Saturday, October 21, 2000

Ford On the Mend/Internet Hoaxes

Ford On the Mend/Internet Hoaxes

Posted By on Sat, Oct 21, 2000 at 4:00 AM

Former U.S. Representative Harold Ford Sr., who was hospitalized for two days at Vanderbilt University Medical Center in Nashville after suffering from chest pains, was released from the hospital Thursday, and arrived in home-town Memphis in late afternoon to chow down at an East Memphis barbecue rally for the Democratic ticket.

Professing to be "fine" (though not quite ready to hit the stump at the rally for one of his patented fire-breathing speeches), Ford displayed scars on his left leg -- the result, he said, of a freak accident involving his car. "I don't have heart disease," the former congressman said, maintaining that his chest pains were the result of "blood thinner" prescribed as a prophylactic against the possibility of clots stemming from the accident.

Ford, now a consultant with a large clientele in the health-care industry, will repair to a house he owns in Florida for some R and R this weekend.

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Bush Uber Alles?

One of the more extravagant claims of this or any other election season was made at the Thursday night rally by State Representative Joe Towns of Whitehaven, one of the serial speakers, who at one point in exhorting the parking lot crowd at Eastgate, informed them that the Bush family, a few generations back, had been instrumental in supporting Adolf Hitler. ! ! !

Towns did not elaborate, but other Democrats later on said they had seen some such report "on the Internet."

Haven for Hoaxes

More and more, the Internet is cited as the authority for this or that hoax that makes the rounds. The 2000 political season has been rife with them.

Virtually anybody who both owns a computer and keeps up with party politics received a "pass-it-on" email recently from a friend who had received it beforehand from an equally gullible person, to the effect that there was a plot in Republican ranks to dump vice-presidential pick Dick Cheney and replace him with either John McCain or General Colin Powell.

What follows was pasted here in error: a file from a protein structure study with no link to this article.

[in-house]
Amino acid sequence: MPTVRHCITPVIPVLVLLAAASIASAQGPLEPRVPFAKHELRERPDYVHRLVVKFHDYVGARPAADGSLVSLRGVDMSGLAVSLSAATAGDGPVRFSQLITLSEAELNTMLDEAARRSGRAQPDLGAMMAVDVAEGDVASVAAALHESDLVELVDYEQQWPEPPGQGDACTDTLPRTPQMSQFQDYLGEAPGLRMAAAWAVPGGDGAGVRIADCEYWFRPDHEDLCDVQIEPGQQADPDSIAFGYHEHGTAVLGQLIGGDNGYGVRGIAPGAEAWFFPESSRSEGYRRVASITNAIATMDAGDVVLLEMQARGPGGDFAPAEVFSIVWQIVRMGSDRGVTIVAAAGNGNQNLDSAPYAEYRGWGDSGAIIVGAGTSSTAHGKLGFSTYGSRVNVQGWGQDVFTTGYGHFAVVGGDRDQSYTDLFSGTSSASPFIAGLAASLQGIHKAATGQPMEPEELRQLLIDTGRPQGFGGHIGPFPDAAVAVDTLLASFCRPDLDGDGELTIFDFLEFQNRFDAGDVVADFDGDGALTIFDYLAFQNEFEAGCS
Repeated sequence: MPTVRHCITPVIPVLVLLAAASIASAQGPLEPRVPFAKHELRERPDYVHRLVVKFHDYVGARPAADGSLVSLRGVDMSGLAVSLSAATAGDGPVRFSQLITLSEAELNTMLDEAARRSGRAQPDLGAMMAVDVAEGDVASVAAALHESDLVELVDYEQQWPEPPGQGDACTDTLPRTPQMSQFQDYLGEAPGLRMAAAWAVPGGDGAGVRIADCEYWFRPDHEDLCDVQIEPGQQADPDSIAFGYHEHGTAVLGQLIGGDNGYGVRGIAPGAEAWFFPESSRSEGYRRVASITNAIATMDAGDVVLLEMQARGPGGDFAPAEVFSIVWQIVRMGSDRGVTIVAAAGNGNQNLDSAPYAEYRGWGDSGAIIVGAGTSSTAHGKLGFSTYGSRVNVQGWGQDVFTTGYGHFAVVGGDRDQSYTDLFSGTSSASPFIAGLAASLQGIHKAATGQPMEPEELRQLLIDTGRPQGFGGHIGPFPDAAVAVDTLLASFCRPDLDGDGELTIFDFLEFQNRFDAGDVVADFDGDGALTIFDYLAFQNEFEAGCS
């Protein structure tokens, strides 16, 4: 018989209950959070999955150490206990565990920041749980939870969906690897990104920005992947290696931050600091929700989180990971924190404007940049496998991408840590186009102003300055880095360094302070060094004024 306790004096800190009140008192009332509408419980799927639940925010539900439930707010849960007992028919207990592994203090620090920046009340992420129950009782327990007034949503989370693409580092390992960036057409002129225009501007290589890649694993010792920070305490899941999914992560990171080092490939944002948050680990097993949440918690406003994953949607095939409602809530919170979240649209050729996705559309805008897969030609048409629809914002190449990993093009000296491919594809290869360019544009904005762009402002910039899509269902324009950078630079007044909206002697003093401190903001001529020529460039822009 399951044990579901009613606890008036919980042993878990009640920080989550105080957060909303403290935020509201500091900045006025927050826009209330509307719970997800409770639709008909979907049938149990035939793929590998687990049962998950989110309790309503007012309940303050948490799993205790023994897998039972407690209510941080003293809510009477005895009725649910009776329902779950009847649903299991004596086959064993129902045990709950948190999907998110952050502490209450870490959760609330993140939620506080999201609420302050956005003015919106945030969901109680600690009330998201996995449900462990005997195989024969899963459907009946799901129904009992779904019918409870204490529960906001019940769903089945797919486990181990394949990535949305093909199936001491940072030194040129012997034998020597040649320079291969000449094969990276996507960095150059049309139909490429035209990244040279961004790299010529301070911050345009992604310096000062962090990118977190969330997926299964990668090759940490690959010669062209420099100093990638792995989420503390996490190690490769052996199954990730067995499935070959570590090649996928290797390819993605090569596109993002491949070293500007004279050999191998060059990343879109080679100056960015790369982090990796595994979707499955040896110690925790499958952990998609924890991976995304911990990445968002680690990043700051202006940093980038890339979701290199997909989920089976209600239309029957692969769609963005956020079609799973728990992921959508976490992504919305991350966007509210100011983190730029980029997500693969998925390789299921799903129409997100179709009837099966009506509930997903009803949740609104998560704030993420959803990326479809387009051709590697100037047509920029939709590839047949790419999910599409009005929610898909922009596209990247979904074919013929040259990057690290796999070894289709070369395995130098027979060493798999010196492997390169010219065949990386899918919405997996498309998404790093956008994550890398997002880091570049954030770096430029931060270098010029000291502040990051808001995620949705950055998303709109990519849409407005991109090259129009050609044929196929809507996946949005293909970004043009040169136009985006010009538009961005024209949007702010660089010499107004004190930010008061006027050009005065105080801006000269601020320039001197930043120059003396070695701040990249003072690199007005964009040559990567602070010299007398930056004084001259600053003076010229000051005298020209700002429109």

The purpose of the "pass-in-on" injunction was to foil the plot by giving it maximum publicity . There never was any such undertaking, of course, and Cheney's good showing in his debate with Democrat Joe Lieberman put that one to rest in any case.

Another hoax, this one directed at Democratic presidential candidate Al Gore, was passed by Republican cadres, who gave credence to the canard that Gore, in a recent speech, had inadvertently cited the scripture John 16:3 rather than the better known John 3:16. John 16:3 has Jesus saying "And these things will they do unto you, because they have not known the Father, nor me." A real boo-boo, huh?

It never happened. Another Internet hoax, and when Cherrie Holden, a West Tennessee communications coordinator for Bush-Cheney, realized she'd been had, she had the integrity to circulate another email on her network explaining the hoax and apologizing both to her GOP readers and to Gore.

The odds are much better than good that the "Bush-Hitler Connection" is yet another Internet hoax.

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The Package?

Something of a flap developed over the last couple of days between right-wing radio talk show host Rush Limbaugh and the ladies of daytime TV's The View.

Seems they found the current issue of Rolling Stone-- or at least its cover, which features a frontal view of a casually clad, windblown Al Gore-- something of a rouser. "The package," Barbara Walters, Meredith Viera, Star Jones et al. kept bragging about.

Limbaugh, doing an upright Bill Bennett number, chided them for "hypocrisy."

To see the cover shot and get a sense of the controversy, go to www.Rollingstone.com or to www.tennpolitics.com. (You can write Jackson Baker at baker@memphisflyer.com)

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